Why bonefishing in the Bahamas is a must-do winter adventure


Tackle, flies and techniques for Andros bonefish

The fly rod is the first choice for most anglers stalking bonefish on the Andros flats, but spin tackle is welcomed and effective, as well.


Eight-weight fly rods matched to weight-forward floating line and a nine foot leader with a 10- or 12-lb. class tippet are the choice on the Andros flats. A ten-weight rod rigged with a large crab fly is handy for the occasional permit sighting.

Andros guides opt for flies such as the Peterson’s Spawning Shrimp, Clouser Deep Minnows in brown over whites and Super Gotcha. And they should be size 1 and size 2—noticeably larger than the size 4 and 6 flies popular on other bonefish grounds. Guides also recommend long, slow, smooth strips of the fly rather than short jerky hops practised on other bonefish grounds.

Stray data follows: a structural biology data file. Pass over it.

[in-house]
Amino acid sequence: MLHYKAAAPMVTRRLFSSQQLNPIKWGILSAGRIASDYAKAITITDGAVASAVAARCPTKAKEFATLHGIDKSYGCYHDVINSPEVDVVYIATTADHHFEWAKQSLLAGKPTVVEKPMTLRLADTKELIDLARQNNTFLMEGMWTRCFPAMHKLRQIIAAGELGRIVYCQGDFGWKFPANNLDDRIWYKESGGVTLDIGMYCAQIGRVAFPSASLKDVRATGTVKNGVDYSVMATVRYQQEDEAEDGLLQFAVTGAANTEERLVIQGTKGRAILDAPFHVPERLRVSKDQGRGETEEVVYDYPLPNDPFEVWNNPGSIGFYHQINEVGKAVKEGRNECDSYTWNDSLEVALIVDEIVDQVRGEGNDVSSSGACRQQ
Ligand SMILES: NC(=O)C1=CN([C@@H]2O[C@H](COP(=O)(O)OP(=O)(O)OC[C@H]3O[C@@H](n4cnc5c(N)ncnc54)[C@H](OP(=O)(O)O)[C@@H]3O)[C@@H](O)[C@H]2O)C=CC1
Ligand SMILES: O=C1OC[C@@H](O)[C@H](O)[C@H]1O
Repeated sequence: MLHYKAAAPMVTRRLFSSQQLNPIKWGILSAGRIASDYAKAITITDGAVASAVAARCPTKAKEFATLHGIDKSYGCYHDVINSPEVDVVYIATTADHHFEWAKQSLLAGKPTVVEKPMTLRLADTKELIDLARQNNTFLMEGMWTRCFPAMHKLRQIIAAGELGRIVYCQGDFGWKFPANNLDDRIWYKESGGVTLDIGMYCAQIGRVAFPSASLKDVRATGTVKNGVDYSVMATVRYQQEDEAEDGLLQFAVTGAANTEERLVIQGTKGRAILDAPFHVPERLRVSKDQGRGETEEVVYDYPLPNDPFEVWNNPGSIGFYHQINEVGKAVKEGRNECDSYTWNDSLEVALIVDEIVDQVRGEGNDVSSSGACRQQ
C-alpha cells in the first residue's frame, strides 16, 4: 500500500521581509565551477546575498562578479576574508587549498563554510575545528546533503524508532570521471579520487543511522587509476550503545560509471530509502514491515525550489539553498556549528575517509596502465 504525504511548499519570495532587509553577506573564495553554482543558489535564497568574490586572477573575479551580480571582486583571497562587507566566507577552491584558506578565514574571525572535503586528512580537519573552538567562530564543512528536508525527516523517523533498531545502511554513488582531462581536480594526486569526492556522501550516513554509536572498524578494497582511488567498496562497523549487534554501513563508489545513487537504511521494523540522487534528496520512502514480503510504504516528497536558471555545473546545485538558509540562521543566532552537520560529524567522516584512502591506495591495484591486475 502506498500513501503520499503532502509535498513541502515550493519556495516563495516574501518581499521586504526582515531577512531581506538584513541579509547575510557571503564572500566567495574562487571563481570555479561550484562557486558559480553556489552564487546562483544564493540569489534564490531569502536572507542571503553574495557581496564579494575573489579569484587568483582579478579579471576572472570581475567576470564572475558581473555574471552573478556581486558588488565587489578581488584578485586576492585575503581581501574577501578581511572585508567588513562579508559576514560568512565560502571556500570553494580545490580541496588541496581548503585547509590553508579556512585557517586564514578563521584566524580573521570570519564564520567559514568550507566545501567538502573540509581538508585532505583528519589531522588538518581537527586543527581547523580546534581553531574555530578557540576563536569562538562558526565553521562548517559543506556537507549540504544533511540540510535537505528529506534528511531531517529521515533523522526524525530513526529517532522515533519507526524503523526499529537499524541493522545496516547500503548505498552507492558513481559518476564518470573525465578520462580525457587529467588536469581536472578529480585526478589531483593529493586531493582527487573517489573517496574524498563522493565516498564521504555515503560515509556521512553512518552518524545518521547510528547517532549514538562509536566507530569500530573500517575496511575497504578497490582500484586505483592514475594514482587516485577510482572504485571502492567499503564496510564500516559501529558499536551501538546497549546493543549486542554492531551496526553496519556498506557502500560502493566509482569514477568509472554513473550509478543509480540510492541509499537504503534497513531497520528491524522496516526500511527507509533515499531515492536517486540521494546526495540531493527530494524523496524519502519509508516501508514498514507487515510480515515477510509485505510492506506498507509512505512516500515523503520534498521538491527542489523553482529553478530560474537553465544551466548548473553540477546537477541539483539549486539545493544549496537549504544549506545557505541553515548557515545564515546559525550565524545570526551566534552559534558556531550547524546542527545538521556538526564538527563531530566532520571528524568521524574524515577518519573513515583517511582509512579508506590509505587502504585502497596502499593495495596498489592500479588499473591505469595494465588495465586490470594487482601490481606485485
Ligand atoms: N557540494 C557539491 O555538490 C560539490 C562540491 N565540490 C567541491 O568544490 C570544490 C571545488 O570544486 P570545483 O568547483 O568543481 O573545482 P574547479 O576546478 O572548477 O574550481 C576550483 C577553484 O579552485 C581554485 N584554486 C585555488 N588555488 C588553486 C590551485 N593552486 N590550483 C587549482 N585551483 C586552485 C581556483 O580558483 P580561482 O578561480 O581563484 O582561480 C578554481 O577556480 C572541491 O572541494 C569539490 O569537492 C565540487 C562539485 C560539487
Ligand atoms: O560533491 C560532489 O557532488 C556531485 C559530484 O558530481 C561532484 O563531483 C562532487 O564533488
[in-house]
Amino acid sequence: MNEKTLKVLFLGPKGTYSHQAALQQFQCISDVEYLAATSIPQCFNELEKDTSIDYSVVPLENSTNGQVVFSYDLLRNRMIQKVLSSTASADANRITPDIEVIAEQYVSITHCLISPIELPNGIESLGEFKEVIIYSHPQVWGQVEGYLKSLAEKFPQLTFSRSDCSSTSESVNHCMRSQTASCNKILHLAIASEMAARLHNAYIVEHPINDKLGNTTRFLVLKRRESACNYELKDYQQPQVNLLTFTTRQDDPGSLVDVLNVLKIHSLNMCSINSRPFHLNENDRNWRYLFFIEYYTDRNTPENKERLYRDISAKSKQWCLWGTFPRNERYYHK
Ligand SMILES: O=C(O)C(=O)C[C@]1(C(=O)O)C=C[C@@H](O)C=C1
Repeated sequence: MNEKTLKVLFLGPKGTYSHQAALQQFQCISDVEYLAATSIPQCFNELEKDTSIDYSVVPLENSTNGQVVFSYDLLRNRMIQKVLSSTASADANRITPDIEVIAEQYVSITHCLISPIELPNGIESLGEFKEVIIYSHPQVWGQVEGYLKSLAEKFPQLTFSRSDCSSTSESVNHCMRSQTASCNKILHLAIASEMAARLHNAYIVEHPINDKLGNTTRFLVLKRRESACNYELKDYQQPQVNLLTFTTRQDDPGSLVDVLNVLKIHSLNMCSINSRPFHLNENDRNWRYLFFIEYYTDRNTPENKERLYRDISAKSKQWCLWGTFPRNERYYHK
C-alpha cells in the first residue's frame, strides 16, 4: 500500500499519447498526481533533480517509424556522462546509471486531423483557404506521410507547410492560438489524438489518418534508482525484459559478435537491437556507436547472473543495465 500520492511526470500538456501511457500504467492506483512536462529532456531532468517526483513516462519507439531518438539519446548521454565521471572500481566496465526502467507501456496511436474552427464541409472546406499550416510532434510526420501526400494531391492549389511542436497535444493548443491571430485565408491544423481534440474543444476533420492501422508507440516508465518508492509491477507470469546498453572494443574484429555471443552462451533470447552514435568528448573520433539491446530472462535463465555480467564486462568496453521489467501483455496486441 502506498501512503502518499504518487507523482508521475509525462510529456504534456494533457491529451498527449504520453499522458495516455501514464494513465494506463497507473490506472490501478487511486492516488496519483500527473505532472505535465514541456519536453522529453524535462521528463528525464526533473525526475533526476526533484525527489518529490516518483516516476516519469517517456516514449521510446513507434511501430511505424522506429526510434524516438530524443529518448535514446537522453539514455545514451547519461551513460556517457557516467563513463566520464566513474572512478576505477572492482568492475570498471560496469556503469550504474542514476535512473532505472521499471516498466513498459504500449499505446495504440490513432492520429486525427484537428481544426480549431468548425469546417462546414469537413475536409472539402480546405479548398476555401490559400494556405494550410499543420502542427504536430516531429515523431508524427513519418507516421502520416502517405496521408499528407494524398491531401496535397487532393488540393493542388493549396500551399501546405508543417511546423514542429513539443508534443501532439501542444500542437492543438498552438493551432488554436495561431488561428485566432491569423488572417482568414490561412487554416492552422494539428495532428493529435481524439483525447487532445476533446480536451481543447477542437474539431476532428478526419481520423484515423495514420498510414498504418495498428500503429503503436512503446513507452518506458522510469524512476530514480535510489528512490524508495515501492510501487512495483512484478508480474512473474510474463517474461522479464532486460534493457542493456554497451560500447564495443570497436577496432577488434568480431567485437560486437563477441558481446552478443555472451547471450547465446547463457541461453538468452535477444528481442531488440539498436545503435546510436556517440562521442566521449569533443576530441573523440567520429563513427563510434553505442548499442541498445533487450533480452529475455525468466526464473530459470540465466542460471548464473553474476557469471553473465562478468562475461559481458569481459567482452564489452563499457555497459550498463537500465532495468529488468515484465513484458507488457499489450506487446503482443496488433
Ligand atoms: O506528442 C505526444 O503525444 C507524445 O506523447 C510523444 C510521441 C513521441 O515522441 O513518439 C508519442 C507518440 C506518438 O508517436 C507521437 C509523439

When making a long cast, anglers are advised to form a ‘circle’ with the index finger and thumb of the line handling hand for the fly line to shoot through. This allows the caster to begin stripping the fly line immediately after the fly hits the water. Strikes often come on the drop or at the moment the fly hits the bottom.


Another tip for Andros is to keep the fly in the water. Bonefish are frequently hooked out of large schools at Andros. If the fly suddenly pulls out during the fight, the guides urge casters not to give up. Instead, strip the fly again because it is likely that another fish out of the school will pick it up.